Luis Tiant, the legendary Red Sox pitcher, had to perform at his best while his family suffered amid fear and poverty in communist Cuba.
On the pitcher’s mound, he pushed past it. But off the field, he struggled to bring his parents to America. They finally arrived near the end of his career and died just 15 months later.
The thaw in US-Cuba relations Wednesday came too late to benefit his immediate family — but Tiant said he hoped it would help millions of others still in Cuba.
“Those of us who are here, we eat and live and have a decent life,” said Tiant, 74, in an interview in Spanish from his home in Maine. “All those people in Cuba have spent all those years . . . It was time for the end of everything. Here and there.”
President Obama’s speech restoring diplomatic relations with Cuba raised hopes — and skepticism — across Massachusetts, home to about 12,000 Cuban Americans, about 3,500 of whom were born there.
Both governments will open embassies, relax travel restrictions, and expand the amount of money that Cubans can send home, though the full economic embargo and ban on US tourism to Cuba remain in place.
Alberto Vasallo III, the chief executive officer of El Mundo, the Spanish-language newspaper his father founded here after he left Cuba, said he was disappointed that Obama did not outline concrete steps for change in the Caribbean nation. Cuban Americans have long argued for free elections, freedom of speech, and access to the Internet and outside world.
“I still don’t see how this helps the Cuban people,” Vasallo said, adding, “All of these things we’ve been clamoring for for 60 years, I didn’t hear any of that. Let’s get all warm and fuzzy with the Cuban government when just one administration ago it was considered a terrorist state? What changed?”
“It’s still a prison,” he said. “It’s the exact same Cuba my father escaped from.”
Obama’s announcement took many by surprise, particularly in Jamaica Plain, where Cuban-owned businesses dot Centre Street.
Sixto Lopez, a restaurant owner, had no time to watch Obama’s speech as he hustled to prepare paella for the lunch crowd. But he is still angry about the repression that overpowered his life when he was a math teacher in Cuba.
He had fled to Venezuela, and then to the United States, in 1986.
“You don’t know freedom until you lose it,” said Lopez, 64, who now runs the Old Havana Cuban Restaurante. “You can’t choose what to read, what to study, what movie to see. . . . They decide your life.”
Nearby, in a gift shop called La Casa de los Regalos, owner Aida Lopez was in tears with her daughter Rosa, and friend Liuva Del Toro, 72, a former political prisoner in Cuba.
“If there are no sanctions, I’m going home to my country forever,” Lopez, a 79-year-old grandmother, said. “That’s my land and I wouldn’t trade it for anything.”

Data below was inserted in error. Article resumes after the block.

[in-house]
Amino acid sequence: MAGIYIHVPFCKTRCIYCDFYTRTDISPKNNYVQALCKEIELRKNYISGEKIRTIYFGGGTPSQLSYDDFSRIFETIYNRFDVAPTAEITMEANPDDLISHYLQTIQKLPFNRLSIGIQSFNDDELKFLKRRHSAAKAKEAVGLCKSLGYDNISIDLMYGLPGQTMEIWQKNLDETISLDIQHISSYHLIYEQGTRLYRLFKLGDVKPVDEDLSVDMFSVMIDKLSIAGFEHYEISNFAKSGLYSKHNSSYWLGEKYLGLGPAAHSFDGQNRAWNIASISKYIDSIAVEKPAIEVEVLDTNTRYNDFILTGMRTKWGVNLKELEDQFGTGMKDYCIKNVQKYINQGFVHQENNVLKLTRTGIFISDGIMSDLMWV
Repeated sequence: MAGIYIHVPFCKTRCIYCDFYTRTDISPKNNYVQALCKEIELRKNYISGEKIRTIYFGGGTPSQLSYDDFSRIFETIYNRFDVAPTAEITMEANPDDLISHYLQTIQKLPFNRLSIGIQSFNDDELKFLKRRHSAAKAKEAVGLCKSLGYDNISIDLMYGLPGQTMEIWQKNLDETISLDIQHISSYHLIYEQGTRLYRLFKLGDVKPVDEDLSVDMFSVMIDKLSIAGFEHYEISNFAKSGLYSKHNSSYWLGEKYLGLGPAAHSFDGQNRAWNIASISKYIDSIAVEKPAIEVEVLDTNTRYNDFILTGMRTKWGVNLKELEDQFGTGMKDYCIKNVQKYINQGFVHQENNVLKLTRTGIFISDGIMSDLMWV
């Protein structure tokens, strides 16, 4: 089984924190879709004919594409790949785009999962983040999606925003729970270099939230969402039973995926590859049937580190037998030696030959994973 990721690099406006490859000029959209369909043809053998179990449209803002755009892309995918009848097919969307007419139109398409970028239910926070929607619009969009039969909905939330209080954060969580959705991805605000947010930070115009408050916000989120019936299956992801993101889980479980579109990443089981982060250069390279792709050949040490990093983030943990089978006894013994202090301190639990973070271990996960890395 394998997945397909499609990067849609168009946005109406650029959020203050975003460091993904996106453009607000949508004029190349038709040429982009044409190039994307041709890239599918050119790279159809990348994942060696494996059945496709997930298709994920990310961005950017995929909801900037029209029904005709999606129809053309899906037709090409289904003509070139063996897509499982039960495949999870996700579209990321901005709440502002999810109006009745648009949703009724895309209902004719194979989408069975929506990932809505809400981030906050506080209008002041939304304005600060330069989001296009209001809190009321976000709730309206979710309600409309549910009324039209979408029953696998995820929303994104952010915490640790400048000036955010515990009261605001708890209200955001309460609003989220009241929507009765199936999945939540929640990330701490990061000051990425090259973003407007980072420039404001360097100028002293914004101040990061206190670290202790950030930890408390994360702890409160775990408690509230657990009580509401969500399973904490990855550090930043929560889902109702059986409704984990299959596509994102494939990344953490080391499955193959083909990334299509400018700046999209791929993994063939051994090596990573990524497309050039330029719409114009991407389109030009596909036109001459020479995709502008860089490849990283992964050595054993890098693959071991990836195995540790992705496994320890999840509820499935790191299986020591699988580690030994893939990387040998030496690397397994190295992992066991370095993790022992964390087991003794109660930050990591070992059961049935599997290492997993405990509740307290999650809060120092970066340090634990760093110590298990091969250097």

Del Toro had survived 16 years in a Cuban prison, a hunger strike that left him in a coma, and a bayonet wound that left a long, thin scar on one leg.
But Wednesday, Obama’s announcement inspired him to recall the Cuba he loved — the pristine beaches, the good schools, and the highly trained doctors and dentists.
“It’s a paradise,” he said.
“It was,” Lopez corrected him.
They know the Cuba of their memories no longer exists. The pale-pink house she left with her husband and children is likely in disrepair. Del Toro’s house is now a museum. They have no idea what happened to any of their possessions.
But as Lopez watched Obama’s speech, her hands trembled.
So many had died waiting for US-Cuban relations to change, including her husband, Alfonso.
“They died with hope that never came,” Rosa Lopez said.
As soon as the speech ended, the phone rang.
“Did you see?” Aida Lopez asked in Spanish, speaking to another Cuban immigrant living in Boston. “Yes. We’re going back.”
Wednesday, it was too soon to tell whether Aida Lopez and others could really move home permanently.
She never became a US citizen, because she says Cuba is her homeland. Years ago, in a moment of optimism, she bought a T-shirt in Miami, emblazoned with a Cuban flag and the Spanish phrase, “Al Fin, Libertad,” which means, “Finally, Freedom.”
In recent years, she grew so despondent about Cuba that she put that shirt away. But on Wednesday, she played the Cuban national anthem and pulled that old T-shirt off a hanger from the racks.
The shirt was dusty with a yellow hue. She clutched it to her chest smiling and rushed outside onto Centre Street under gray skies, to tell the neighborhood she hoped that soon her Cuba would be free.